Be careful where you walk your pets! Hot pavement can burn paws - KBZK.com | Continuous News | Bozeman, Montana

Be careful where you walk your pets! Hot pavement can burn paws

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Missoula Animal Control Officer Cindy Syrjala (MTN News photo) Missoula Animal Control Officer Cindy Syrjala (MTN News photo)

Rising temperatures have many Montanans heading outdoors, but be mindful of where you walk if you've got a furry friend in tow; sidewalks and roads are hot enough to cause second-degree burns to animal paws.

Caught in the grips of a heatwave, air temperatures in Missoula are hitting triple digits.  And sweltering as that may be, it's nothing compared to the pavement baking under the sun, and that could mean trouble for our furry friends. 

Veterinarians say if it's too hot for you, it's too hot for your pets.  One way to test this is by taking the back of your hand and placing it on the asphalt.  if you can't keep it there for more than five seconds, it's too hot for your pets.

"People don't think about it, because you have shoes on your feet, and so you don't think, you think the pads of the feet, that they're protected,” said Missoula Animal Control Officer Cindy Syrjala.  “But their pads really aren't any different than our feet.  They have a little bit of a cushion there, but that could be damaged just as easily as it can if you're walking barefoot on the pavement."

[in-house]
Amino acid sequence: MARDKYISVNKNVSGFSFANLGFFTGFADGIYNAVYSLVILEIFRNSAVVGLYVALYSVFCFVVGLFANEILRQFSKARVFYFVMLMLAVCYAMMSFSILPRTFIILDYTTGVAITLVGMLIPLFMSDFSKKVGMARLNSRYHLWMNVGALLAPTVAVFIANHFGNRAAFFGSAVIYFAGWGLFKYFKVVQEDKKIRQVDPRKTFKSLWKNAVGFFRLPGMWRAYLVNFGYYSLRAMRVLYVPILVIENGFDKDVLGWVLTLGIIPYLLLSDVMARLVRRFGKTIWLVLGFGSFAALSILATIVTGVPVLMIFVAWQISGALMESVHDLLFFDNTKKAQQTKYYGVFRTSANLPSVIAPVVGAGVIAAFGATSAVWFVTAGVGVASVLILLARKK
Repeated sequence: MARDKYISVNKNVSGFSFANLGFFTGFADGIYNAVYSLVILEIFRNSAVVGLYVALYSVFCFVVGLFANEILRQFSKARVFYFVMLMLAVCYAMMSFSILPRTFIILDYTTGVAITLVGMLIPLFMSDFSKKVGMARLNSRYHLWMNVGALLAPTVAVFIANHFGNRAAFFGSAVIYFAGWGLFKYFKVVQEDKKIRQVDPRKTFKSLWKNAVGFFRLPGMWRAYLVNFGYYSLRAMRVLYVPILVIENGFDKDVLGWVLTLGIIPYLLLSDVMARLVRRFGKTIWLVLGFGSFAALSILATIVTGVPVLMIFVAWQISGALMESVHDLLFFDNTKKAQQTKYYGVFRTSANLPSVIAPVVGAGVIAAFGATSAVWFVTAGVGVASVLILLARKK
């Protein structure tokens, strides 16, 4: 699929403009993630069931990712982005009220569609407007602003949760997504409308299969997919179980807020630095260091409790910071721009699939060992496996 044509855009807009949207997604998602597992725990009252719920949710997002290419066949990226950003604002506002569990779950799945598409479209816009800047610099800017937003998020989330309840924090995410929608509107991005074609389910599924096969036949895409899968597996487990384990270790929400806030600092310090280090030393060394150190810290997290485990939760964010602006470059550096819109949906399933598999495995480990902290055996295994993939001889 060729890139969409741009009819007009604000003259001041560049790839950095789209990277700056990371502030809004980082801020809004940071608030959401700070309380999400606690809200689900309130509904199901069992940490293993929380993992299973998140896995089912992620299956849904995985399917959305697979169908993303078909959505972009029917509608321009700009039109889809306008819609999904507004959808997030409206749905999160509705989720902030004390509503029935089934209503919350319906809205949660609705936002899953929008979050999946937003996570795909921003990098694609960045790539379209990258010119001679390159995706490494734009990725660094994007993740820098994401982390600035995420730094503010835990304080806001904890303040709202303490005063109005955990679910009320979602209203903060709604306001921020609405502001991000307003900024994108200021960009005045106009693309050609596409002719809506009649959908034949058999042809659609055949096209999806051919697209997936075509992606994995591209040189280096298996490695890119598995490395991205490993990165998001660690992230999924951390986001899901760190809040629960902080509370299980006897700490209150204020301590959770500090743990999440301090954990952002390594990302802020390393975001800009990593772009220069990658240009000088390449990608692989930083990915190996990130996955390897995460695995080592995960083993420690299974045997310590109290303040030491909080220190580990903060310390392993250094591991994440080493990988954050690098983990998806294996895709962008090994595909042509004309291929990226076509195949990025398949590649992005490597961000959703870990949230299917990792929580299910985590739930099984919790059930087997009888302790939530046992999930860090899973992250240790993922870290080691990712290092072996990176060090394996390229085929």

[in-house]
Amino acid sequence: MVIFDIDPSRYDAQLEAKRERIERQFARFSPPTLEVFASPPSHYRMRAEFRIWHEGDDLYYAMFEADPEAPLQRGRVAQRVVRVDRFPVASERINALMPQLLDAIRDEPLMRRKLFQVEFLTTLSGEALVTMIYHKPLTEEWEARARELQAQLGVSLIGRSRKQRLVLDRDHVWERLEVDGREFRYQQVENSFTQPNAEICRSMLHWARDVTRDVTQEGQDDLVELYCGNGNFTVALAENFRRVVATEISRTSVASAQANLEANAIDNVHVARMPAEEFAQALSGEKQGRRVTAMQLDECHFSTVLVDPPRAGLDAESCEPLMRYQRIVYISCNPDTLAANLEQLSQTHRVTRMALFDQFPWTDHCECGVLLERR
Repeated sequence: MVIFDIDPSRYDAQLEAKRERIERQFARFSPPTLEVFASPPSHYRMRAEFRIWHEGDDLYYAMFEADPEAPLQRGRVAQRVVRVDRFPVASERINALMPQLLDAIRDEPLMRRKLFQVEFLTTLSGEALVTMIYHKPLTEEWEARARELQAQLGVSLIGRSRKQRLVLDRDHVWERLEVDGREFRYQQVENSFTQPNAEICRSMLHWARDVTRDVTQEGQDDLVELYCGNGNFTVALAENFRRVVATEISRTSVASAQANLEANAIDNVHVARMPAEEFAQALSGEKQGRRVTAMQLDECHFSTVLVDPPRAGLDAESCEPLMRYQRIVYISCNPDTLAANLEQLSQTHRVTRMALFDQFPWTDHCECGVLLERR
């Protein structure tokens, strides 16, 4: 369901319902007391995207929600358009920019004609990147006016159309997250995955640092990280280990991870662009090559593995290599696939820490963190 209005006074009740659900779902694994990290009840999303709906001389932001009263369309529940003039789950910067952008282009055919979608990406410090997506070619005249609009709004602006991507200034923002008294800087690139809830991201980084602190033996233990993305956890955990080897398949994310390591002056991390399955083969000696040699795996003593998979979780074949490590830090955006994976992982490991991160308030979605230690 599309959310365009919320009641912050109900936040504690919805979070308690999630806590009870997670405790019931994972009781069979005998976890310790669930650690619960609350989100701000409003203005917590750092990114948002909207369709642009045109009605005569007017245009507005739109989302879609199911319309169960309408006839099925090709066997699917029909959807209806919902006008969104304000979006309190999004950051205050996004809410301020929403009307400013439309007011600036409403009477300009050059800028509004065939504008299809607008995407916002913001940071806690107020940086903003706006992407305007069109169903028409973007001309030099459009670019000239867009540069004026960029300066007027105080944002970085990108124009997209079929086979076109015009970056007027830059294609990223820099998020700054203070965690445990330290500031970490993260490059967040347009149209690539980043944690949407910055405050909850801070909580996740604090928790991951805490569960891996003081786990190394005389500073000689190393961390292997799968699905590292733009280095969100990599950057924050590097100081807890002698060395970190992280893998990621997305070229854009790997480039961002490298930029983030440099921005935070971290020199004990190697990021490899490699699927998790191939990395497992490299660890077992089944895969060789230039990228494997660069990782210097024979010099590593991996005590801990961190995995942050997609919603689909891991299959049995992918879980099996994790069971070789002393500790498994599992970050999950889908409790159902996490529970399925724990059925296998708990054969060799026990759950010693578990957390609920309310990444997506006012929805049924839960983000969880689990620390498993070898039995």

Syrjala said the people at Missoula County Animal Control are all too familiar with the effects hot pavement has on an animal.  She explained that once the pavement gets hotter than 125 degrees, burns are likely.

"It does happen, we saw two animals last week, one dog and one cat that both had severe burns to the bottom of their feet that came in as stray animals,” said Syrjala.  “And they were severe.  The one little dog, her pads actually were peeling off."

Syrjala added that you should be on the lookout for signs that your pet may be uncomfortable or in pain.

"If you see your dog start to hop around or if he's holding his feet up or limping, that's a sure sign that there might be something wrong and you need to pay attention to the surface that you have him on," she said.

Animal Control officers say that even the sidewalks are reaching surface temperatures in excess of 100 degrees, so caution is advised when walking your pets.

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